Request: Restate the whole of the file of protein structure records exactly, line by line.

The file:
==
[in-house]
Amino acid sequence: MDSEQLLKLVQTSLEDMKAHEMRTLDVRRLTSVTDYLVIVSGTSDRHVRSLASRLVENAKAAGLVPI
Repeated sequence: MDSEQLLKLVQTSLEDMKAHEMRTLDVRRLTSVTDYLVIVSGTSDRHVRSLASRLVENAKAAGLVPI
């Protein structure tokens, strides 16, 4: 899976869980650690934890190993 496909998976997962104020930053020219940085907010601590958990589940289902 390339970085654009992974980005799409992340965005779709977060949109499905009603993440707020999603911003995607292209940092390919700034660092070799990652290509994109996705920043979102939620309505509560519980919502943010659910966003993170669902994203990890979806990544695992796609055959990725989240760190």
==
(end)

[in-house]
Amino acid sequence: MDSEQLLKLVQTSLEDMKAHEMRTLDVRRLTSVTDYLVIVSGTSDRHVRSLASRLVENAKAAGLVPI
Repeated sequence: MDSEQLLKLVQTSLEDMKAHEMRTLDVRRLTSVTDYLVIVSGTSDRHVRSLASRLVENAKAAGLVPI
């Protein structure tokens, strides 16, 4: 899976869980650690934890190993 496909998976997962104020930053020219940085907010601590958990589940289902 390339970085654009992974980005799409992340965005779709977060949109499905009603993440707020999603911003995607292209940092390919700034660092070799990652290509994109996705920043979102939620309505509560519980919502943010659910966003993170669902994203990890979806990544695992796609055959990725989240760190």